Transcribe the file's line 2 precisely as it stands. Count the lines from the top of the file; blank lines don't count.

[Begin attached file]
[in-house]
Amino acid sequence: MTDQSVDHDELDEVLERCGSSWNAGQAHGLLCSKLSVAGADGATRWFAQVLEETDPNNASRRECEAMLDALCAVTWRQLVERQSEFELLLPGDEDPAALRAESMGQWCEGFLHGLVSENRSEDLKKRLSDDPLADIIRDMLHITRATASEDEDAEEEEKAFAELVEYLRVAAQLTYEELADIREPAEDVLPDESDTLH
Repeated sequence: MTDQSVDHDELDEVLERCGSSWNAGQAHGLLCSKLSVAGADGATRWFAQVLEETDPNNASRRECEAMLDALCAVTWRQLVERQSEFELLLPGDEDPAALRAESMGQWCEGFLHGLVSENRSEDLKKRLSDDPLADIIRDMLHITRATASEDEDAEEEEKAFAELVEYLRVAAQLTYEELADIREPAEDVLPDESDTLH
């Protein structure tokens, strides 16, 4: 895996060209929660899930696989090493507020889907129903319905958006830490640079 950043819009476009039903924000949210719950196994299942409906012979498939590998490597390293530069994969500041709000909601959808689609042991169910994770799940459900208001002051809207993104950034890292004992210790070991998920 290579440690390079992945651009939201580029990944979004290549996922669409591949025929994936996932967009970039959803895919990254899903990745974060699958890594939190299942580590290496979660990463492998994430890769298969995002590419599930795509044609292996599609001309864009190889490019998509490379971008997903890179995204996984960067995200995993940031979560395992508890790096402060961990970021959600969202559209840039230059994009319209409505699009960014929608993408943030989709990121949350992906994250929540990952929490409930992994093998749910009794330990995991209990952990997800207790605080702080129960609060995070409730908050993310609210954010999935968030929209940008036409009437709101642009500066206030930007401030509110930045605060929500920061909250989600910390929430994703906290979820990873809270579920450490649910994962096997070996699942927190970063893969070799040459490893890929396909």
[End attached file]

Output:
Amino acid sequence: MTDQSVDHDELDEVLERCGSSWNAGQAHGLLCSKLSVAGADGATRWFAQVLEETDPNNASRRECEAMLDALCAVTWRQLVERQSEFELLLPGDEDPAALRAESMGQWCEGFLHGLVSENRSEDLKKRLSDDPLADIIRDMLHITRATASEDEDAEEEEKAFAELVEYLRVAAQLTYEELADIREPAEDVLPDESDTLH